Spelling the name of this landmark public building is a rite of passage for Boston  schoolchildren. Named after one of the wealthiest of Boston’s merchants, Peter Faneuil, Faneuil Hall (Congress St, 617/523-1300, website , 9 a.m.–5 p.m. daily, free) demonstrated Yankee thrift and mercantile ingenuity by serving two purposes. Downstairs was a public food market, full of stalls for meat, vegetables, milk, and cheese, while upstairs was a meeting hall for discussion of pressing local issues.
When the hall was built in 1742, the most pressing issues were taxation on goods by the British government, and Faneuil Hall became the main meeting space for protests and discussions by the Sons of Liberty—earning it the nickname the “Cradle of Liberty.” After it was expanded in size by architect Charles Bullfinch, Faneuil Hall was also the main venue for talks by William Lloyd Garrison, Frederick Douglass, and other anti-slavery activists.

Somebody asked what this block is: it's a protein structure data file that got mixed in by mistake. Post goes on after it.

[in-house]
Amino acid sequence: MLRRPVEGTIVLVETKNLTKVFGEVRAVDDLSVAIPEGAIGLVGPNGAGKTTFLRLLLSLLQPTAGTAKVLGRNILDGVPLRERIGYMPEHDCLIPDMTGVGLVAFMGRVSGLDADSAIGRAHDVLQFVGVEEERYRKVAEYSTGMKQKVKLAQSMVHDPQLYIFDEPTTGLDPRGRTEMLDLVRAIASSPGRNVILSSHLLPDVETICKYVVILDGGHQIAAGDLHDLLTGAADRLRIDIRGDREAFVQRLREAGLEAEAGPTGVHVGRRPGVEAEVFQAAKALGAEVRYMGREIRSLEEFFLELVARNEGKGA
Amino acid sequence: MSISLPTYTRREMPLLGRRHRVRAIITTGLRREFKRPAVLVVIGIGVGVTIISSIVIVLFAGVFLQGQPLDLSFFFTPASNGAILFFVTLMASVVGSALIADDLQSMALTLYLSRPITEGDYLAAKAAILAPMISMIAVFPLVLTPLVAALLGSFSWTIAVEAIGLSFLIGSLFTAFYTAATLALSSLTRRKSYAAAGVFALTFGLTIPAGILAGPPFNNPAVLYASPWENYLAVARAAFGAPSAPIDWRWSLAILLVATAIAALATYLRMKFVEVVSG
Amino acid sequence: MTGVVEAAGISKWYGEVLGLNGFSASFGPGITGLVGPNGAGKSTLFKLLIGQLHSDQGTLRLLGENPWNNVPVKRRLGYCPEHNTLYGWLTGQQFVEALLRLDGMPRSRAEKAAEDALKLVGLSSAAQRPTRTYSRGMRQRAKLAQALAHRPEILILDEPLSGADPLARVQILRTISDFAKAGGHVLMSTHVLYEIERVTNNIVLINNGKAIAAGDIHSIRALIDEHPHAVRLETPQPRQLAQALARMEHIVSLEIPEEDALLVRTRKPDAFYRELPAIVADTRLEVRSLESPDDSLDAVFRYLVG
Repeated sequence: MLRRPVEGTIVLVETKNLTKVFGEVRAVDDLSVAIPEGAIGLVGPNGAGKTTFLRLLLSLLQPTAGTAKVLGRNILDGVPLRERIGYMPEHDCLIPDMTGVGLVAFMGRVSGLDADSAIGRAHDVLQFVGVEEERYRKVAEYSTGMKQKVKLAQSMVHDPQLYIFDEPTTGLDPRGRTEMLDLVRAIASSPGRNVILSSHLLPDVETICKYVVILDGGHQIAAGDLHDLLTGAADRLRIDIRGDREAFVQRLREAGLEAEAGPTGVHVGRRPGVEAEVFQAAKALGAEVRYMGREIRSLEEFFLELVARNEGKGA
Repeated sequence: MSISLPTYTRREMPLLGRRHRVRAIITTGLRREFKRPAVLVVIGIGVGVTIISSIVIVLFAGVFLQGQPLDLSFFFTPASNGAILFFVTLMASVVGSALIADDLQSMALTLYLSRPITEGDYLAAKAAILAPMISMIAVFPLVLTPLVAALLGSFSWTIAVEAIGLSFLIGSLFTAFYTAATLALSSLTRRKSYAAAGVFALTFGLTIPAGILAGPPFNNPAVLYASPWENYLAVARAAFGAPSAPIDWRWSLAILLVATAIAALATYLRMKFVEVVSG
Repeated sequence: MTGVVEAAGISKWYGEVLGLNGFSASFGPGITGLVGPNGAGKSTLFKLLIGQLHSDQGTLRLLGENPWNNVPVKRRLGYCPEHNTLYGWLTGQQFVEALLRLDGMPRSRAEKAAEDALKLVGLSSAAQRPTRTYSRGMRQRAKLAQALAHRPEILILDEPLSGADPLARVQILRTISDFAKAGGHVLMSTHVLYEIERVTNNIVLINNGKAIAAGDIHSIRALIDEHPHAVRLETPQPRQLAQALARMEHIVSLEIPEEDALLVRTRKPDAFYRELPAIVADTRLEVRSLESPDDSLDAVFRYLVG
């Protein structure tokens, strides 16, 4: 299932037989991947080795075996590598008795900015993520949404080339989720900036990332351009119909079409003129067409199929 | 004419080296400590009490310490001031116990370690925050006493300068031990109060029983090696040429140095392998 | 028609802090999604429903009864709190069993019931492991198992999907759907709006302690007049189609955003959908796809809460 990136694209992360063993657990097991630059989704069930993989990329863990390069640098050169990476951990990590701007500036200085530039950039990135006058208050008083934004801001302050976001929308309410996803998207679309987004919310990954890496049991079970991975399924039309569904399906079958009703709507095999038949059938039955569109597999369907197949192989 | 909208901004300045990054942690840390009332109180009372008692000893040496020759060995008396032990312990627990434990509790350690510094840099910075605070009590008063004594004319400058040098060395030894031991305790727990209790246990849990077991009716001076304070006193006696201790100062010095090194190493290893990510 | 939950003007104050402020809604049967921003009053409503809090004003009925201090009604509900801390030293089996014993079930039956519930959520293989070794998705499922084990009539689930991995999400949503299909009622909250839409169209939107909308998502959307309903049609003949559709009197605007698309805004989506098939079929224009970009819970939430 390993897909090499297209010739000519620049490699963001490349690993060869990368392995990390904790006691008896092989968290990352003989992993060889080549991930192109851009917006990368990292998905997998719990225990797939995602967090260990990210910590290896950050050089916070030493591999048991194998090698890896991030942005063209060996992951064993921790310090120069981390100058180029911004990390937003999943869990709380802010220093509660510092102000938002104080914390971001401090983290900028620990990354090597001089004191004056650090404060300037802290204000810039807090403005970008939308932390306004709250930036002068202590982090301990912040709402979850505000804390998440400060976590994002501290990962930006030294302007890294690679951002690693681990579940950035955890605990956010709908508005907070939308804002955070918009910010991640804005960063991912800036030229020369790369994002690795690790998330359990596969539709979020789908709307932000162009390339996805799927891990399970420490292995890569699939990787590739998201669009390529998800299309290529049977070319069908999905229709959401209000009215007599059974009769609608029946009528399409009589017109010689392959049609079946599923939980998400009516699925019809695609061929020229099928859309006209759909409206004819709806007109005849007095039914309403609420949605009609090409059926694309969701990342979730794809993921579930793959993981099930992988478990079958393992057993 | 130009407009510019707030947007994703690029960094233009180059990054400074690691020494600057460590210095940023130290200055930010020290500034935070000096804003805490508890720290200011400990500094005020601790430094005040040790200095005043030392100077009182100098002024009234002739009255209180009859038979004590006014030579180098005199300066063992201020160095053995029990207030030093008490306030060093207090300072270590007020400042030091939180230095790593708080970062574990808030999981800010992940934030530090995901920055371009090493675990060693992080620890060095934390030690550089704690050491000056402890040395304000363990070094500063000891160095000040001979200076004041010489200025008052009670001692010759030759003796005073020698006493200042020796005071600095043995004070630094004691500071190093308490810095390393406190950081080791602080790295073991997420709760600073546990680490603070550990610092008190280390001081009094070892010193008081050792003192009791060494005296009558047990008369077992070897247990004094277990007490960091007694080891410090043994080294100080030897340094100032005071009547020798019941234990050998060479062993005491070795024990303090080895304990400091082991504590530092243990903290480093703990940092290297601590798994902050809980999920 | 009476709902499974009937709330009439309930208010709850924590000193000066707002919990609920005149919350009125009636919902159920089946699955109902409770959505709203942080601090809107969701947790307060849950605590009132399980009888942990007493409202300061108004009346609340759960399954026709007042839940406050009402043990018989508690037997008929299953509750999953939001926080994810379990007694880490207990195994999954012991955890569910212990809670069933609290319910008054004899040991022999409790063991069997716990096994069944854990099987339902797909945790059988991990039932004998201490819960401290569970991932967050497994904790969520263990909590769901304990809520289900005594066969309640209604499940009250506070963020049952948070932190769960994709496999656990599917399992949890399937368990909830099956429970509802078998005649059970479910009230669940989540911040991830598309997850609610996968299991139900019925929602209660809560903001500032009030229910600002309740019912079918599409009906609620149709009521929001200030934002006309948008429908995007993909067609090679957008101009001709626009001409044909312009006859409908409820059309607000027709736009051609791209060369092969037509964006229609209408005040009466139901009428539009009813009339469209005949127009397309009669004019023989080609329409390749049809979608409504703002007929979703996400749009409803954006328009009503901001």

Public talks and citywide meetings are still held upstairs at Faneuil Hall, lent more gravitas by the huge mural of Daniel Webster arguing against slavery that overlooks the stage. During the day, historic talks are given by National Park rangers every half hour.
Downstairs, the stalls still exist, even though they have long since stopped selling food products; most are now the venue for souvenirs and other made-in-Boston goods.